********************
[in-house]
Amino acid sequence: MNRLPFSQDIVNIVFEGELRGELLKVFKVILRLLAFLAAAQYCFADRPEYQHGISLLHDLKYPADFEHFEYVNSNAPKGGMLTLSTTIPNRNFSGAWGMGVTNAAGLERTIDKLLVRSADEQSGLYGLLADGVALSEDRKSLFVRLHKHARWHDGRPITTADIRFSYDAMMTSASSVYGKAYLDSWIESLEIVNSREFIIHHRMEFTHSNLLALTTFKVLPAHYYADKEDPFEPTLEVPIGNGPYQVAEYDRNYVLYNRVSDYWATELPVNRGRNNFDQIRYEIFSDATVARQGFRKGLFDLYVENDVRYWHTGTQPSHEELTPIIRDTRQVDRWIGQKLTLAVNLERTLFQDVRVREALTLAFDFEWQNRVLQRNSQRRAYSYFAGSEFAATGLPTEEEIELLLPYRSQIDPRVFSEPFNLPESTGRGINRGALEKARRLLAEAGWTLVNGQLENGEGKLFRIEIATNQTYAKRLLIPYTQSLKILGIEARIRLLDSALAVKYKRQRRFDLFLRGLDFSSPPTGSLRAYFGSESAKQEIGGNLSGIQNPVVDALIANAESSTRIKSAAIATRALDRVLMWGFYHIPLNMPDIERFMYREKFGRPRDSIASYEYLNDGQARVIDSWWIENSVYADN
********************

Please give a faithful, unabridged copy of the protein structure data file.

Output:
[in-house]
Amino acid sequence: MNRLPFSQDIVNIVFEGELRGELLKVFKVILRLLAFLAAAQYCFADRPEYQHGISLLHDLKYPADFEHFEYVNSNAPKGGMLTLSTTIPNRNFSGAWGMGVTNAAGLERTIDKLLVRSADEQSGLYGLLADGVALSEDRKSLFVRLHKHARWHDGRPITTADIRFSYDAMMTSASSVYGKAYLDSWIESLEIVNSREFIIHHRMEFTHSNLLALTTFKVLPAHYYADKEDPFEPTLEVPIGNGPYQVAEYDRNYVLYNRVSDYWATELPVNRGRNNFDQIRYEIFSDATVARQGFRKGLFDLYVENDVRYWHTGTQPSHEELTPIIRDTRQVDRWIGQKLTLAVNLERTLFQDVRVREALTLAFDFEWQNRVLQRNSQRRAYSYFAGSEFAATGLPTEEEIELLLPYRSQIDPRVFSEPFNLPESTGRGINRGALEKARRLLAEAGWTLVNGQLENGEGKLFRIEIATNQTYAKRLLIPYTQSLKILGIEARIRLLDSALAVKYKRQRRFDLFLRGLDFSSPPTGSLRAYFGSESAKQEIGGNLSGIQNPVVDALIANAESSTRIKSAAIATRALDRVLMWGFYHIPLNMPDIERFMYREKFGRPRDSIASYEYLNDGQARVIDSWWIENSVYADN